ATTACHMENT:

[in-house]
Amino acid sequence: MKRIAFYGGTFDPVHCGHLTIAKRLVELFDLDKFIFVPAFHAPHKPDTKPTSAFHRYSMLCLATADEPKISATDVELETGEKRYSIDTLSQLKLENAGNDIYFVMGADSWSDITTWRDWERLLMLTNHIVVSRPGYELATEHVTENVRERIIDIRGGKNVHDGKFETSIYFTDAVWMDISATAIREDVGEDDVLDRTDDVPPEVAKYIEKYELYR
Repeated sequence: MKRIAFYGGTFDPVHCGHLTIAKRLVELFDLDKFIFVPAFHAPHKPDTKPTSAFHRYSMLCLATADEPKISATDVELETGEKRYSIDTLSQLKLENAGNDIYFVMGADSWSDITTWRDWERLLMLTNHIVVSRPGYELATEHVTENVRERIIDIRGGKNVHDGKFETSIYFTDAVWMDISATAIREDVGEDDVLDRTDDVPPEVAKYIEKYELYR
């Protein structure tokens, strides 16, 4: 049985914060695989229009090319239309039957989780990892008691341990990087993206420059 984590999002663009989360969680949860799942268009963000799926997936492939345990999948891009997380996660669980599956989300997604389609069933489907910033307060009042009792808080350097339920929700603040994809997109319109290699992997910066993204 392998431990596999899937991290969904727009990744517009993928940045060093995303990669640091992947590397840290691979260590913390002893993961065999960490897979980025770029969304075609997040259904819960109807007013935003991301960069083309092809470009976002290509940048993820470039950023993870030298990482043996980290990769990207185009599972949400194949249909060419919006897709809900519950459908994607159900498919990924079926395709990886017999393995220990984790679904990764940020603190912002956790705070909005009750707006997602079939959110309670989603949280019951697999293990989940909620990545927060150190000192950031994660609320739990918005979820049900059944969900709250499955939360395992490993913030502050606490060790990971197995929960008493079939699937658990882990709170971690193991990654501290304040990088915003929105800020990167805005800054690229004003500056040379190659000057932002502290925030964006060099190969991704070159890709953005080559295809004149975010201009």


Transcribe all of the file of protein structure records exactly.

[in-house]
Amino acid sequence: MKRIAFYGGTFDPVHCGHLTIAKRLVELFDLDKFIFVPAFHAPHKPDTKPTSAFHRYSMLCLATADEPKISATDVELETGEKRYSIDTLSQLKLENAGNDIYFVMGADSWSDITTWRDWERLLMLTNHIVVSRPGYELATEHVTENVRERIIDIRGGKNVHDGKFETSIYFTDAVWMDISATAIREDVGEDDVLDRTDDVPPEVAKYIEKYELYR
Repeated sequence: MKRIAFYGGTFDPVHCGHLTIAKRLVELFDLDKFIFVPAFHAPHKPDTKPTSAFHRYSMLCLATADEPKISATDVELETGEKRYSIDTLSQLKLENAGNDIYFVMGADSWSDITTWRDWERLLMLTNHIVVSRPGYELATEHVTENVRERIIDIRGGKNVHDGKFETSIYFTDAVWMDISATAIREDVGEDDVLDRTDDVPPEVAKYIEKYELYR
């Protein structure tokens, strides 16, 4: 049985914060695989229009090319239309039957989780990892008691341990990087993206420059 984590999002663009989360969680949860799942268009963000799926997936492939345990999948891009997380996660669980599956989300997604389609069933489907910033307060009042009792808080350097339920929700603040994809997109319109290699992997910066993204 392998431990596999899937991290969904727009990744517009993928940045060093995303990669640091992947590397840290691979260590913390002893993961065999960490897979980025770029969304075609997040259904819960109807007013935003991301960069083309092809470009976002290509940048993820470039950023993870030298990482043996980290990769990207185009599972949400194949249909060419919006897709809900519950459908994607159900498919990924079926395709990886017999393995220990984790679904990764940020603190912002956790705070909005009750707006997602079939959110309670989603949280019951697999293990989940909620990545927060150190000192950031994660609320739990918005979820049900059944969900709250499955939360395992490993913030502050606490060790990971197995929960008493079939699937658990882990709170971690193991990654501290304040990088915003929105800020990167805005800054690229004003500056040379190659000057932002502290925030964006060099190969991704070159890709953005080559295809004149975010201009």